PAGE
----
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Describe How a Poet trys to Portray a Vivid Sense of Place.

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Describe How a Poet trys to Portray a Vivid Sense of Place. Poems are written about many different things like death, people, places and love with the poet always trying to give the reader a sense of what emotions the poet felt. For this assignment, I will try to discover how a poet portrays a vivid sense of place by comparing two poems, "Westminster Bridge", a sonnet and "Stopping by Woods on a Snowy Evening". The first of the two was written by a poet named William Wordsworth in the 18th century. The latter was written by a poet named Robert Frost in the 20th century. The first poem "Westminster Bridge" is a sonnet and was written about the famous bridge which crosses the river Thames in London. In the octave of this sonnet Wordsworth sets the scene and in the sestet we learn more about his feelings towards the scene. Wordsworth begins the sonnet with the dramatic claim: Earth has not anything to show more fair This is an example of hyperbole, exaggeration for effect. Although an exaggeration, he goes on to back up this claim and by doing this we are able to imagine the place and see what he saw. ...read more.


In "Stopping by Woods on a Snowy Evening" I find it harder to picture rural New England. We do however learn that Frost was with his "little horse", so this means that he was in a cart being led by the horse. This was probably the standard mode of transport at this time as cars were not that long invented and likely too dear for the average person. Also, it is likely that there was quite a lot of countryside, all covered in white, due to the snow. I think this is because in the last line of the poem the poet write: And miles to go before I sleep which makes me think that he has a long distance to travel before he reaches his home or wherever he is going because villages were quite far apart. In the poem "Westminster Bridge" we are made very aware of what Wordsworth was feeling at the time he wrote the sonnet. This is probably due to the fact that the sestet of the sonnet expresses what he is feeling. However from the octave we learn a few things as well. For example the poet says: Dull would he be of soul who could pass by A sight so touching in its majesty From this we realise from the word "soul" that the "sight" affects him completely and he not only sees the beauty but he feels it in his soul as well. ...read more.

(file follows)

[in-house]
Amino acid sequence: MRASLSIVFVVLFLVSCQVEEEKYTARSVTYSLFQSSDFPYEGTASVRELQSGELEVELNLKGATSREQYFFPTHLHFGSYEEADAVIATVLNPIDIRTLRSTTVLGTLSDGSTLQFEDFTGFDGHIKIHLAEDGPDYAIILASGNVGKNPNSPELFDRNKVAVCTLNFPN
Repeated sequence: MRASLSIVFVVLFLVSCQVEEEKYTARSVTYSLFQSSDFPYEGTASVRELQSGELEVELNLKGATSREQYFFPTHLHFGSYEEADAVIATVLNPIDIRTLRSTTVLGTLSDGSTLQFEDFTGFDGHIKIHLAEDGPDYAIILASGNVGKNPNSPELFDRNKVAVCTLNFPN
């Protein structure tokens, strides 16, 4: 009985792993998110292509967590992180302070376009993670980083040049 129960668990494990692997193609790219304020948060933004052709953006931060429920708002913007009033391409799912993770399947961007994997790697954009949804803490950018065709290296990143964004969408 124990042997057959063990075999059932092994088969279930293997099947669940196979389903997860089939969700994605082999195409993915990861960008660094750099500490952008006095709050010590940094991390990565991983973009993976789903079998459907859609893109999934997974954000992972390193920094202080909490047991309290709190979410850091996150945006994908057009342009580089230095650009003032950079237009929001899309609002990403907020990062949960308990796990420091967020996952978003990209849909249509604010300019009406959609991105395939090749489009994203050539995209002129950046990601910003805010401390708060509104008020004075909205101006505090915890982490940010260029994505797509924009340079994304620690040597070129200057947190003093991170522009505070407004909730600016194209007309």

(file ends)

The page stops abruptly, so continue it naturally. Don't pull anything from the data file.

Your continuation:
I have to admit that I liked both poems very much. "Westminster Bridge" is definitely a joyful sonnet and I can sense the poet's sense of bliss on the fine morning the poem was written. The poets' use of the octave and sestet is very important as well and I liked the way there was description of the scene in the octave and the poets' emotion in the sestet. "Stopping by Woods on a Snowy Evening" is very much in contrast to the other poem. I like the way we can never be entirely sure of what the ending means but also the way Frost describes the woods as "lovely, dark and deep" to me these words slightly contradict each other but work together wonderfully at the same time. In conclusion I think both poems give a vivid sense of place, "Westminster Bridge" being about the beauty of the bridge, London and the morning glow and "Stopping by Woods on a Snowy Evening" being about he dark and mysterious woods that lead the poet to be transfixed by them. And I think this poem requires a lot more imagination than "Westminster Bridge" to see the scene in my minds eye but both still are brilliant poems. ?? ?? ?? ?? ...read more.

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